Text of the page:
Functions and Defining Functions

A function is a sequence that performs a computation. To use a function, we call it. We have already been through some functions like the print () command. This is a function and we are calling the function by typing in "print". We have done mathematical functions as well (addition, subtraction, multiplication, and division).

These are just a few examples of functions.

In Python, we can make our own functions, and this is exactly what a module is. A module is a built-in, ready-to-use Python function. When we install a module, we download a ton of data, and all this data is a code; however, when we use these modules in Python, we do not see the code. So, how are modules made?

Modules are made by defining the functions. And to define, we use def() and then, with an indentation, we write our code.

For example, let's write a simple function to print "Hello World".

In this code, we defined a function and named it "first_function", and then used a colon. The colon defines what's under the function we just created ("first_function"). And in Python, there is an indentation of 4 spaces, or 1 TAB. We ask Python to print Hello World!, and now all that's left is to call the function.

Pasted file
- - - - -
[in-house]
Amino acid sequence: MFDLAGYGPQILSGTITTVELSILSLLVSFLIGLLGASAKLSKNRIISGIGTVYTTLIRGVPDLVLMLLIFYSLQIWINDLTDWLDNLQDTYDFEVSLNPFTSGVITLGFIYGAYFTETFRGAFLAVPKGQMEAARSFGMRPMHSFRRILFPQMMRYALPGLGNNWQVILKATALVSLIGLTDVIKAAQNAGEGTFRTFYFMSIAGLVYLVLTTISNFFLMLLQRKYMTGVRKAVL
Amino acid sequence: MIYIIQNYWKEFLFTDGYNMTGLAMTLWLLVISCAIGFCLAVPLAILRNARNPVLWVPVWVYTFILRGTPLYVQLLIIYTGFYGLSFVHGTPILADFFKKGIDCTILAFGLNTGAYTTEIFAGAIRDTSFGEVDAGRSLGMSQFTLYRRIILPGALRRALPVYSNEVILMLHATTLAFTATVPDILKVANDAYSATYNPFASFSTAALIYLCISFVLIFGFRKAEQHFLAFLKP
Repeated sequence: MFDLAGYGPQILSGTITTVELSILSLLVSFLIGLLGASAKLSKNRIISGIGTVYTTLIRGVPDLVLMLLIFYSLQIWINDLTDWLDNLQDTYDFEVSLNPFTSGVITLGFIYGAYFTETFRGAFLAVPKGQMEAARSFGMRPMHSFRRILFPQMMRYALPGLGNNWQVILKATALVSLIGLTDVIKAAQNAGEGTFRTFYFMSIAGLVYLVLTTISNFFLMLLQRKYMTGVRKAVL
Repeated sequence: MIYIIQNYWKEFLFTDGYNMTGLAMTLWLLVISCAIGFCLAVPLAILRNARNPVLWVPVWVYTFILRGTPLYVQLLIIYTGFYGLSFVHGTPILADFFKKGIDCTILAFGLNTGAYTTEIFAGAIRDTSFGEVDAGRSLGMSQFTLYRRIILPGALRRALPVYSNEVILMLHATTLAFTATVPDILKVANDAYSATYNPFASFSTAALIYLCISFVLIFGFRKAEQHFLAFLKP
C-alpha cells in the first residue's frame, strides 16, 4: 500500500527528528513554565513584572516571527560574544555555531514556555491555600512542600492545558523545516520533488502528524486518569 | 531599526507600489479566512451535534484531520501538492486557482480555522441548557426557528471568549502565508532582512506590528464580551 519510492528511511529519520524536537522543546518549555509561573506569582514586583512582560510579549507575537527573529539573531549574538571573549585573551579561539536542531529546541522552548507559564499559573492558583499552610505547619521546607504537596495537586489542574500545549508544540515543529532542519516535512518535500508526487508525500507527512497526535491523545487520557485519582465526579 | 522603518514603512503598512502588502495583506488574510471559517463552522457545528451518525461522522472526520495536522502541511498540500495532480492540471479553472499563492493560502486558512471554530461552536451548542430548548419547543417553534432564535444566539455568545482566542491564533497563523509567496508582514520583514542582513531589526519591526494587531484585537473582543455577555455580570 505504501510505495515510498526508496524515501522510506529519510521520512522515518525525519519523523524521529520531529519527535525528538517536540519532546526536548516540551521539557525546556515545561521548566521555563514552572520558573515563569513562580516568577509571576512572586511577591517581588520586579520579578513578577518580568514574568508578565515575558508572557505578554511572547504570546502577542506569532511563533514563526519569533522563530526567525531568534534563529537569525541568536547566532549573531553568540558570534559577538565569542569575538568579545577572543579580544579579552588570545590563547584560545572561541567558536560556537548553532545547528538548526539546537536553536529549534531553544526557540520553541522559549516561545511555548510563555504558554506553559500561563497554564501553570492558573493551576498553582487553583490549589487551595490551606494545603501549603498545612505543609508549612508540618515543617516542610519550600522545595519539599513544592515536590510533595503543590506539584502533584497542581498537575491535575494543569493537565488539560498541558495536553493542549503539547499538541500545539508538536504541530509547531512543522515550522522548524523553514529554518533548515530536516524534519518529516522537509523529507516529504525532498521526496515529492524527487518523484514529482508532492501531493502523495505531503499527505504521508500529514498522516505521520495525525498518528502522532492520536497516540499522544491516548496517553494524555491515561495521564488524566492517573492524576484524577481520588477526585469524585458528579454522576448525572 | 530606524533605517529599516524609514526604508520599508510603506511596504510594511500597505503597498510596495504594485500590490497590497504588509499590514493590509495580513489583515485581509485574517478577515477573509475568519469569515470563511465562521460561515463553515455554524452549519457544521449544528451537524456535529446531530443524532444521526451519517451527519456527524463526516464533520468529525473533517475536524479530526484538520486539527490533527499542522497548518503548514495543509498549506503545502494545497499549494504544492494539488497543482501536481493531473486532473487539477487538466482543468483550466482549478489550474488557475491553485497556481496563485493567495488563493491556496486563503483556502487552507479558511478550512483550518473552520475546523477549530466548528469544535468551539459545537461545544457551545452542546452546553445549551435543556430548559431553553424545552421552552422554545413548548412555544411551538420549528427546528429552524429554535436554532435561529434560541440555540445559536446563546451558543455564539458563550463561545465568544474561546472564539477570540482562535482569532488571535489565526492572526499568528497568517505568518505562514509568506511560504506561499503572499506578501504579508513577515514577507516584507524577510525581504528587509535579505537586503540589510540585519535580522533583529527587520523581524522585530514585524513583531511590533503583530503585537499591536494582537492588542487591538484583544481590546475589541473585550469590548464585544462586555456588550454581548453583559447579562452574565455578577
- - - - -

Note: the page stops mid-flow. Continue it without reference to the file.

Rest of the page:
In this function, we named it "echo" and passed an argument which is named "string", and we write the code to get the string twice on the output... like an echo, get it? This is a bit different than the previous one.

After the name and indentation, we have the syntax. We passed an argument while defining the function and we called to print the string for the first time, and then print the string again. So now, if we have to call the function, we have to pass an argument inside the parentheses.

It is also crucial to remember that when a variable is created inside a function, that variable is confined solely to that function and can not be used outside of that function.